In many ways it brings his writing career full circle. He started penning Dr Who stories for Target in the 1970s and has now produced a couple in the 21st Century.

“When the novelisations first came out, teachers and other people were fairly sniffy about them, saying they were not proper books, but then they discovered that lots of kids that wouldn't normally read books would read a Dr Who one,” he recalls.

The Target link-up began when Richard Henwood had to buy the rights to stories and found three old hardback Dr Who books whose novelisations had not been done particularly well.

“He published them in paperback and they sold like hot cakes,” says the former grammar school boy. “Being no fool, he got a licence from the BBC to novelise Dr Who and then turned up at the office and said 'I need more Dr Who books! Who's going to write them?' And despite never having written a book before, I immediately said I would.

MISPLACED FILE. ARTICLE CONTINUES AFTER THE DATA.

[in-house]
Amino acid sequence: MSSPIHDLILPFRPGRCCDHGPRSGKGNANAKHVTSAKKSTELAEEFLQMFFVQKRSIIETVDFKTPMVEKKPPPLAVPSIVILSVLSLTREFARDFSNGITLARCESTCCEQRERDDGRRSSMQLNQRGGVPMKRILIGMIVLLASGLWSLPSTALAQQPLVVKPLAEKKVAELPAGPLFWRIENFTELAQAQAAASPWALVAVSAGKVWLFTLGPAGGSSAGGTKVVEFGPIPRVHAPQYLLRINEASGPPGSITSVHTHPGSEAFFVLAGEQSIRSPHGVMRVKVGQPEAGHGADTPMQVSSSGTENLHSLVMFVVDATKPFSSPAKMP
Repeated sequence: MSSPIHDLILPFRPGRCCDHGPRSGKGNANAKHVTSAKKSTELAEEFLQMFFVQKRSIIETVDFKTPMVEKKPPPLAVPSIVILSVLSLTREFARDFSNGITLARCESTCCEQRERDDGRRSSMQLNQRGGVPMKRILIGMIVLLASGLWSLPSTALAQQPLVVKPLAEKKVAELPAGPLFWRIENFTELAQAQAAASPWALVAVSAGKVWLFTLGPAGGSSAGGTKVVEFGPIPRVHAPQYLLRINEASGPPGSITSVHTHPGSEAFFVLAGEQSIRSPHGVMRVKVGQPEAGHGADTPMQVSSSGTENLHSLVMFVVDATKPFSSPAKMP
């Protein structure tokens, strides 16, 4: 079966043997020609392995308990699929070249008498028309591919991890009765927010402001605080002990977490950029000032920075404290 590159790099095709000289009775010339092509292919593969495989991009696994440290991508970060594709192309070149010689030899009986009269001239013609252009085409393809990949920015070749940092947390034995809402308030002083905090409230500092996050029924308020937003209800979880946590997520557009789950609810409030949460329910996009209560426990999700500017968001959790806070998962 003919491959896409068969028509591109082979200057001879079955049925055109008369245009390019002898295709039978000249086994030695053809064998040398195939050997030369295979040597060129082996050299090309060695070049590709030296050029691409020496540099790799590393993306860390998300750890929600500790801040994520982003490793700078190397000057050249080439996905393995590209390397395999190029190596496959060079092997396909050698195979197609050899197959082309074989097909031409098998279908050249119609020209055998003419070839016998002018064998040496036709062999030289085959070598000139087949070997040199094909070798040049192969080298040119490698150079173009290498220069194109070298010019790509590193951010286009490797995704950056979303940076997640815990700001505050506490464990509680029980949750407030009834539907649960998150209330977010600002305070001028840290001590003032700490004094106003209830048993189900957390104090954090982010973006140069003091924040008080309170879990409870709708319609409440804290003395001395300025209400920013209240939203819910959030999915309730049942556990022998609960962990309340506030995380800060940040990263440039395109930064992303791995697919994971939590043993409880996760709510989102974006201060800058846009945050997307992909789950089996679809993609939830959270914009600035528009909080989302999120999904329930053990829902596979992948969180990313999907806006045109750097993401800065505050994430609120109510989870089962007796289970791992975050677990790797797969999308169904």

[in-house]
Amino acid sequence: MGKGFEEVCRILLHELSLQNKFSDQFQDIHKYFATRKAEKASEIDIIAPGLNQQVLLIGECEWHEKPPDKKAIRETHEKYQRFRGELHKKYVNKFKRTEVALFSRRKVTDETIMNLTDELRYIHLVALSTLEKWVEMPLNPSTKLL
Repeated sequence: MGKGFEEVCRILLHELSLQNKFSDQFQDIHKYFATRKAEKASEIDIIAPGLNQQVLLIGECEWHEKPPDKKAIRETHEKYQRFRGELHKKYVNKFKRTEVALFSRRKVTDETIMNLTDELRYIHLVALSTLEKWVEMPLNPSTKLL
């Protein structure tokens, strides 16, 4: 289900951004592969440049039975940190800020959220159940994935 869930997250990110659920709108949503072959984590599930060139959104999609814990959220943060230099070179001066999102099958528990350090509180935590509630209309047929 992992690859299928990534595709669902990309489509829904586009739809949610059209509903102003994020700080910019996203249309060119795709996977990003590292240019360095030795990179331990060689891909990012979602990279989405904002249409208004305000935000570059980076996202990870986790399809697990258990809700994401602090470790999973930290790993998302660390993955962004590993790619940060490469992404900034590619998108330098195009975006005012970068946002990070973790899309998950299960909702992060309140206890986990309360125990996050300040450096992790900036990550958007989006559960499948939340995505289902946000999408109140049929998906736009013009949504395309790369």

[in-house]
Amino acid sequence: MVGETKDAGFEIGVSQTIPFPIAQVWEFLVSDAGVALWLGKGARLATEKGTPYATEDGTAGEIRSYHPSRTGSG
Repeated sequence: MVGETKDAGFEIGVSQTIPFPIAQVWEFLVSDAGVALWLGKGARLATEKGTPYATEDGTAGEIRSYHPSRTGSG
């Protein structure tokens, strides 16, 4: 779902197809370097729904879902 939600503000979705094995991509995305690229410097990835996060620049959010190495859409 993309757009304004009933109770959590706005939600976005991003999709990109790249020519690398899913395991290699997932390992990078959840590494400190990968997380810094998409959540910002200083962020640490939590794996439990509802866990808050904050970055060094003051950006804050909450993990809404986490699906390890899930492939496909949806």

“A group of us did them. Gradually the other people dropped out and purely by chance - it wasn't a fiendish plot or anything - I found myself doing nearly all of them. The money they were paying then wasn't as good as television money; and, also, scriptwriters find it hard work to write those. One of them said it was like digging trenches.”

It seemed to come naturally to him, though. Terrance's name is on the cover of 68 adaptations, he thinks.

“It's not that easy - I always get cross when people say it's a piece of cake - but you do of course have the story and dialogue, which is a huge help. On the other hand, a script tells you what people say and what they do; it doesn't tell you what they feel or what the atmosphere is.

“All this work, which on TV is done by a huge team of professionals - a cameraman, director, actors - you have to do yourself in the book. My aim was always to make reading the book seem as if you were playing the television serial in your head.”